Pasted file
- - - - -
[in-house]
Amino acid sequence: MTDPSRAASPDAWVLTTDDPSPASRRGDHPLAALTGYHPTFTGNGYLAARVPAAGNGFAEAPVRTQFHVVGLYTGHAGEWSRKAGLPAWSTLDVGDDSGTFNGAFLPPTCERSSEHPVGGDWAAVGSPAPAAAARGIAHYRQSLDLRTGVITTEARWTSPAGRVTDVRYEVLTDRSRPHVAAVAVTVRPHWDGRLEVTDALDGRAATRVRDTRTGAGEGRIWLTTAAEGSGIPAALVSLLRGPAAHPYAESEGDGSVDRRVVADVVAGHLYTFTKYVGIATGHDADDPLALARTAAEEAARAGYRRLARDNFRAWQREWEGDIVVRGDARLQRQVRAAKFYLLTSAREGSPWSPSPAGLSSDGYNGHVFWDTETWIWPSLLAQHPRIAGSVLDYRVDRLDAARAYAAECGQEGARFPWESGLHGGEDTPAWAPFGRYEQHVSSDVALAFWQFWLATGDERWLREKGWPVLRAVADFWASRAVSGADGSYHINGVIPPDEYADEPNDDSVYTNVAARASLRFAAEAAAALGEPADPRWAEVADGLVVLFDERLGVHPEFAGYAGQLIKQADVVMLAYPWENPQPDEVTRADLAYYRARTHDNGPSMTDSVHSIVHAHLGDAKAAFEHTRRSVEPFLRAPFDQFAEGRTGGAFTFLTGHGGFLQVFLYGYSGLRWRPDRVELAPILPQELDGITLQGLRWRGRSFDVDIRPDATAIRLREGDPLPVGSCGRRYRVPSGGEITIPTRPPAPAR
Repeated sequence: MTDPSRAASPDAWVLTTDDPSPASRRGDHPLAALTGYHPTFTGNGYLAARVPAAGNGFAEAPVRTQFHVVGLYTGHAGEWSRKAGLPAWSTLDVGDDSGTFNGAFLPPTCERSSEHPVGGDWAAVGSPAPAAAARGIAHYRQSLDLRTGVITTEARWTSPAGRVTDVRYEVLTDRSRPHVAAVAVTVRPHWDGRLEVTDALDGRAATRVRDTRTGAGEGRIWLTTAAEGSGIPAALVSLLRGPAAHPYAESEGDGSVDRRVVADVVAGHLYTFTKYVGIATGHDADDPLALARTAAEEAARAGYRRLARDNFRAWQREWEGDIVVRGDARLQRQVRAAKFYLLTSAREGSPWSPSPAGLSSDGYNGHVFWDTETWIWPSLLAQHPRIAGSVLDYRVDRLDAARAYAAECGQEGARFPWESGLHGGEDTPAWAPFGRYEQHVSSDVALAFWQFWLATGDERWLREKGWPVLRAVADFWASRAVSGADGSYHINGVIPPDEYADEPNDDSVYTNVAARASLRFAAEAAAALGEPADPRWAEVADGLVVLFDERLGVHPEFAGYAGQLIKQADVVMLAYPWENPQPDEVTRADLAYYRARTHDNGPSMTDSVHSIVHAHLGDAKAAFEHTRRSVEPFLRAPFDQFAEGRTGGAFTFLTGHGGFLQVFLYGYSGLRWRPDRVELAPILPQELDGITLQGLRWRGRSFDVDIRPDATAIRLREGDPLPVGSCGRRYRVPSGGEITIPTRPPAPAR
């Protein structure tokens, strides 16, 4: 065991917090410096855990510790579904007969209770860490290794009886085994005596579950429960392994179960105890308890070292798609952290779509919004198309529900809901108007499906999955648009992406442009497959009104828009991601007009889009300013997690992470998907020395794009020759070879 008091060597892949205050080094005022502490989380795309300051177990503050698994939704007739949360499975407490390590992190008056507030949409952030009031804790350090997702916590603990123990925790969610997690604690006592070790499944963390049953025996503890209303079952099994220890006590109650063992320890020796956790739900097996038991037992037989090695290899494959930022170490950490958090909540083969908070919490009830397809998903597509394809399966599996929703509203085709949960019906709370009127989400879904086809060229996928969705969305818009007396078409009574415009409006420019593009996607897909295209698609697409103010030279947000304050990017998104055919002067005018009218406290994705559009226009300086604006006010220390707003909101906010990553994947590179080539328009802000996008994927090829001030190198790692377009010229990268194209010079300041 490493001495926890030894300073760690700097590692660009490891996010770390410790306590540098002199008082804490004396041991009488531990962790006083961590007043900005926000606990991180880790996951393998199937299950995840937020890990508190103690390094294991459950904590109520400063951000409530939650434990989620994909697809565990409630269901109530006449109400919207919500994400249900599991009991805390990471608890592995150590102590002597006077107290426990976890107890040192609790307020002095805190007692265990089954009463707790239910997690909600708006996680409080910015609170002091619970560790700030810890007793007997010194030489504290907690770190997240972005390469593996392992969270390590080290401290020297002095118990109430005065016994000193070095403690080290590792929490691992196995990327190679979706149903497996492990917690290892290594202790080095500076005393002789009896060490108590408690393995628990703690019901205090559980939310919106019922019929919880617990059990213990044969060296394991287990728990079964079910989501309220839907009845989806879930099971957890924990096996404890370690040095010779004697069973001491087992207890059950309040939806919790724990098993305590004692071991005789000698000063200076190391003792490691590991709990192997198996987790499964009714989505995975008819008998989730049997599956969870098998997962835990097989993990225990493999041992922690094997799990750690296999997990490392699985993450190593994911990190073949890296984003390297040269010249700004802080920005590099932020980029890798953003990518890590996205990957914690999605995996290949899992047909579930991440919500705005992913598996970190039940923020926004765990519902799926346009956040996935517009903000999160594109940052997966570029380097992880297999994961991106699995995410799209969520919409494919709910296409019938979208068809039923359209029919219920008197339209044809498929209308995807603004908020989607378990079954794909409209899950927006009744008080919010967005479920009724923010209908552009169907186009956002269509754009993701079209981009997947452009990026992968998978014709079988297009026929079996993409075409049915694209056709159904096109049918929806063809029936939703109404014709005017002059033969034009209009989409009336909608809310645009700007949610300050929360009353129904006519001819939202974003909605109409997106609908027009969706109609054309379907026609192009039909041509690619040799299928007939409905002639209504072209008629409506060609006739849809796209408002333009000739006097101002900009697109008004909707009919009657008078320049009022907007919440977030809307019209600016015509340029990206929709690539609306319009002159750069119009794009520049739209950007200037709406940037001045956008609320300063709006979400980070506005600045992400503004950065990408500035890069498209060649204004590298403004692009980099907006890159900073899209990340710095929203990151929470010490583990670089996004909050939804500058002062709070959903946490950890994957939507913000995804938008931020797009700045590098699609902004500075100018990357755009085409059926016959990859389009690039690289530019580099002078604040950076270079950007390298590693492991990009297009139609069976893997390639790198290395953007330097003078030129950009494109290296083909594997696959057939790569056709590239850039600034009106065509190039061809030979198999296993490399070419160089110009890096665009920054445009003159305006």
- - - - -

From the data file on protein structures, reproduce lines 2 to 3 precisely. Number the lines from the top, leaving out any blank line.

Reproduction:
Amino acid sequence: MTDPSRAASPDAWVLTTDDPSPASRRGDHPLAALTGYHPTFTGNGYLAARVPAAGNGFAEAPVRTQFHVVGLYTGHAGEWSRKAGLPAWSTLDVGDDSGTFNGAFLPPTCERSSEHPVGGDWAAVGSPAPAAAARGIAHYRQSLDLRTGVITTEARWTSPAGRVTDVRYEVLTDRSRPHVAAVAVTVRPHWDGRLEVTDALDGRAATRVRDTRTGAGEGRIWLTTAAEGSGIPAALVSLLRGPAAHPYAESEGDGSVDRRVVADVVAGHLYTFTKYVGIATGHDADDPLALARTAAEEAARAGYRRLARDNFRAWQREWEGDIVVRGDARLQRQVRAAKFYLLTSAREGSPWSPSPAGLSSDGYNGHVFWDTETWIWPSLLAQHPRIAGSVLDYRVDRLDAARAYAAECGQEGARFPWESGLHGGEDTPAWAPFGRYEQHVSSDVALAFWQFWLATGDERWLREKGWPVLRAVADFWASRAVSGADGSYHINGVIPPDEYADEPNDDSVYTNVAARASLRFAAEAAAALGEPADPRWAEVADGLVVLFDERLGVHPEFAGYAGQLIKQADVVMLAYPWENPQPDEVTRADLAYYRARTHDNGPSMTDSVHSIVHAHLGDAKAAFEHTRRSVEPFLRAPFDQFAEGRTGGAFTFLTGHGGFLQVFLYGYSGLRWRPDRVELAPILPQELDGITLQGLRWRGRSFDVDIRPDATAIRLREGDPLPVGSCGRRYRVPSGGEITIPTRPPAPAR
Repeated sequence: MTDPSRAASPDAWVLTTDDPSPASRRGDHPLAALTGYHPTFTGNGYLAARVPAAGNGFAEAPVRTQFHVVGLYTGHAGEWSRKAGLPAWSTLDVGDDSGTFNGAFLPPTCERSSEHPVGGDWAAVGSPAPAAAARGIAHYRQSLDLRTGVITTEARWTSPAGRVTDVRYEVLTDRSRPHVAAVAVTVRPHWDGRLEVTDALDGRAATRVRDTRTGAGEGRIWLTTAAEGSGIPAALVSLLRGPAAHPYAESEGDGSVDRRVVADVVAGHLYTFTKYVGIATGHDADDPLALARTAAEEAARAGYRRLARDNFRAWQREWEGDIVVRGDARLQRQVRAAKFYLLTSAREGSPWSPSPAGLSSDGYNGHVFWDTETWIWPSLLAQHPRIAGSVLDYRVDRLDAARAYAAECGQEGARFPWESGLHGGEDTPAWAPFGRYEQHVSSDVALAFWQFWLATGDERWLREKGWPVLRAVADFWASRAVSGADGSYHINGVIPPDEYADEPNDDSVYTNVAARASLRFAAEAAAALGEPADPRWAEVADGLVVLFDERLGVHPEFAGYAGQLIKQADVVMLAYPWENPQPDEVTRADLAYYRARTHDNGPSMTDSVHSIVHAHLGDAKAAFEHTRRSVEPFLRAPFDQFAEGRTGGAFTFLTGHGGFLQVFLYGYSGLRWRPDRVELAPILPQELDGITLQGLRWRGRSFDVDIRPDATAIRLREGDPLPVGSCGRRYRVPSGGEITIPTRPPAPAR